THE MADNESS OF HERACLES

He
Most famous of heroes
Since he defeated the Minyans
Megara
Eldest daughter to King Creon
Would be his reward
Her hand in marriage to him
Heracles.

She
Gave to him
Heracles
Son of Zeus
Sons we know today as
The Alcaids.

One
Was to have ruled
Argos
Occupying Eurystheus' palace
(Heracles threw
His trusty lion pelt
Over his shoulder).

Another
The King of Thebes
(His father setting
The mace of defence,
Daedalus' deceitful gift).

A third
Was promised Oechalia
(Which later Heracles would
Lay to waste).

For all
The choicest brides
Alliances
With Athens
Thebes and
Sparta.

When Heracles marched on Thebes
He vanquished Pyraechmus
King of the Euboeans
Ally to the
Minyans.

He orders the king's body
Torn in two by colts
Exposed unburied
Beside the river
Heracleius.

Thus he foments
Terror
Throughout the whole of
Greece.

Hera
Vexed by his excesses
Drives him
Mad.

Six of his own children
He mistakes
For enemies to be shot
So he shoots them down.

And . .
. . hangs their bodies . .
. . into Fire.

When Heracles recovered his
Sanity
And saw what he had done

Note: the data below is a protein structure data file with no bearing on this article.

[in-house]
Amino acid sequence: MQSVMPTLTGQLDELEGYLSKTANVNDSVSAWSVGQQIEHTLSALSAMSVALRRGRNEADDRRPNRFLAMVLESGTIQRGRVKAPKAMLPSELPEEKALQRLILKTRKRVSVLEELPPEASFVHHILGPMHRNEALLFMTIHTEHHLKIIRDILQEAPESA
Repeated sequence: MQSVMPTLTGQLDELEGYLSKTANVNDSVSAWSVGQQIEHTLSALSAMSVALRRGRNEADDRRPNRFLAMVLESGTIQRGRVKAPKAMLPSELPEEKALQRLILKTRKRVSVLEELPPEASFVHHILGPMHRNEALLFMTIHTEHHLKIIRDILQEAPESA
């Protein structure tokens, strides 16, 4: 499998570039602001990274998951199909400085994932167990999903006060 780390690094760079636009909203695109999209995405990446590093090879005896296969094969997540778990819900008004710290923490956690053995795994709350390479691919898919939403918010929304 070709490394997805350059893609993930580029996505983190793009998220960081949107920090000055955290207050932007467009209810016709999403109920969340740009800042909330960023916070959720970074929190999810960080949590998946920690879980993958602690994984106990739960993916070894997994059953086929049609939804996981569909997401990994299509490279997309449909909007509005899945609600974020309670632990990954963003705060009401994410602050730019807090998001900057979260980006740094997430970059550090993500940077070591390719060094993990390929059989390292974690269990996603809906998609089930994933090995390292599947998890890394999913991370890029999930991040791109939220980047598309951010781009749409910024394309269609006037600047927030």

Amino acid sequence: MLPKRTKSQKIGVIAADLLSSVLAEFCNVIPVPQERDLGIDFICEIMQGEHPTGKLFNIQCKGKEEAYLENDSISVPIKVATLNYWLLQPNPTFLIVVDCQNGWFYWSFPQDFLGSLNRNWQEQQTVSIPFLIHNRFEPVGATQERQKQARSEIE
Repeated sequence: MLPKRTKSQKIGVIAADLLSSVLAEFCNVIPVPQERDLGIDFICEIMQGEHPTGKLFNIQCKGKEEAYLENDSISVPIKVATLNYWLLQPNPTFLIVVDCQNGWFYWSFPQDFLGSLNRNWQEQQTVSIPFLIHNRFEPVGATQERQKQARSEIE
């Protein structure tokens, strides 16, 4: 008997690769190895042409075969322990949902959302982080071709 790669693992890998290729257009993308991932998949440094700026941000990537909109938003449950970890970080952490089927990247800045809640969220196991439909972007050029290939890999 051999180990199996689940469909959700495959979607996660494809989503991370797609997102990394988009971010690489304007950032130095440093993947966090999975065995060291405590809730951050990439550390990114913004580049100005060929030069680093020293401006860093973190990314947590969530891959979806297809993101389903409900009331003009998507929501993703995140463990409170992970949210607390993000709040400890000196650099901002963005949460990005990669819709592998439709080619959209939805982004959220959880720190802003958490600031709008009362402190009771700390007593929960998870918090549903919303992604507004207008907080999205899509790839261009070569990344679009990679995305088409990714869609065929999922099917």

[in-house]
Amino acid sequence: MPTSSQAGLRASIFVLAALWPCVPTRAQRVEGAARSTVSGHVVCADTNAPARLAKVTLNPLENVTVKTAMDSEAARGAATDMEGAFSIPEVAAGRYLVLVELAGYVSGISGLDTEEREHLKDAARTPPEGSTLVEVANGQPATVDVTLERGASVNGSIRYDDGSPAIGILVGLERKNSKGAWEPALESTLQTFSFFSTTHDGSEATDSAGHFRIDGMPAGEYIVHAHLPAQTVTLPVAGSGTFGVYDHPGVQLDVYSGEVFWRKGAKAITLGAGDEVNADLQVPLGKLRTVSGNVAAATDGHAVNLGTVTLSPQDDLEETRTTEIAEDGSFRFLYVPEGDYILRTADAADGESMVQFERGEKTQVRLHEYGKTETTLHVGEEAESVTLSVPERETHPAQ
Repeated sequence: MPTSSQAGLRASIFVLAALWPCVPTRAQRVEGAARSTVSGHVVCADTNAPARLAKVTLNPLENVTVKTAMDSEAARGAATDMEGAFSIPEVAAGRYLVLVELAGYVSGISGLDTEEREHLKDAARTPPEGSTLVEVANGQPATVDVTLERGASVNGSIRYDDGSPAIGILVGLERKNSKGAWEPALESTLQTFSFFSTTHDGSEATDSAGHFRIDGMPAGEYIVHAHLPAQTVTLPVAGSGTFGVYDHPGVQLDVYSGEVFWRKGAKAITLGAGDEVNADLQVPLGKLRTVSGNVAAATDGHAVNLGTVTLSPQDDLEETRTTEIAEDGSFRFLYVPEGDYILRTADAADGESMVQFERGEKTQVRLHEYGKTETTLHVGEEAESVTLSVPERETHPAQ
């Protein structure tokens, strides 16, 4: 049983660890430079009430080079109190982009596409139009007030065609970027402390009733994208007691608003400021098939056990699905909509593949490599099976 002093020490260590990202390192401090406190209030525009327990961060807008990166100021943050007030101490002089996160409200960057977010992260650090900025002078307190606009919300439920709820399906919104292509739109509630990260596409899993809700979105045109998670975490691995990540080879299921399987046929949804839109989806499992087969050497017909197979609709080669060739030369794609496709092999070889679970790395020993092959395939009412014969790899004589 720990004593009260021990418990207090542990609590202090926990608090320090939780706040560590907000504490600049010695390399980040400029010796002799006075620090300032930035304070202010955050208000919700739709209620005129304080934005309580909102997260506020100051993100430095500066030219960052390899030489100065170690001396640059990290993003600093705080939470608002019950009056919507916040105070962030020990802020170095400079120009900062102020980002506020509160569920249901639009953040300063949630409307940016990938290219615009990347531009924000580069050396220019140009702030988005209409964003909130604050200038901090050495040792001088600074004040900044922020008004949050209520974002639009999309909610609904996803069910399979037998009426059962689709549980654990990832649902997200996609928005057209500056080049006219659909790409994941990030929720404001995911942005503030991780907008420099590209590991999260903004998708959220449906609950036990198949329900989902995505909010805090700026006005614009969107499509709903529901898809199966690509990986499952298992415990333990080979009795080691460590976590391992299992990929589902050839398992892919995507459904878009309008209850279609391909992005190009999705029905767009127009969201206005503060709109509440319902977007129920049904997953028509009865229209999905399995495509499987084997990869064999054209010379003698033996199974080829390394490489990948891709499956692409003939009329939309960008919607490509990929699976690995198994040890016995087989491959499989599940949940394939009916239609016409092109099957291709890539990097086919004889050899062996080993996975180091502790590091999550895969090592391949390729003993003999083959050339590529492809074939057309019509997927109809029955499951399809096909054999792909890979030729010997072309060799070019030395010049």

He shut himself in a dark chamber
Avoiding all intercourse
With humans
For many, many days.

Then
After purification
By King Thespius
He went to
Delphi
There to inquire
What he should do.

The Pythoness
Addressing him
For the first time as
Heracles
Advised him to reside
At Tiryus
To serve Eurystheus for twelve years
To perform whatever Labors
Might be set for him.

In payment for his obeisance
In recompense for his madness
To Mount Olympus he would go
His reward:
Immortality.

Heracles fell
Into deep despair
Loathing as he did
To serve a man
So far inferior
To himself.

Afraid though
He was
To oppose his father
Zeus
His friends arrived
Solace to offer
To relieve him of
His distress.

Finally with the passage
Of the holy healer of Time
His pain was alleviated
He placed himself at
The disposal of
Eurystheus.

When Heracles set forth
On his assigned Labors . .
(Famously Twelve)
Hermes
Gave him a sword
Apollo
A bow
(With smooth-shafted arrows
and eagle feathers)
Hephaestus
A golden breastplate
Athena
A robe
Poseiden
A team of horses.

Zeus
his father, gave
A magnificent
And unbreakable shield
With stories worked on it in
enamel
ivory
electrum
gold and
lapis lazuli

Twelve serpent heads
Carved about the boss
Clashed their jaws whenever
Heracles
Went into battle
Terrifying his opponents.

© 2005 by Michael J. Farrand


Adapted from "The Madness of Heracles" and other pieces in Robert Graves' The Greek Myths (Volume 2), first printed in 1955 by Penguin Books.

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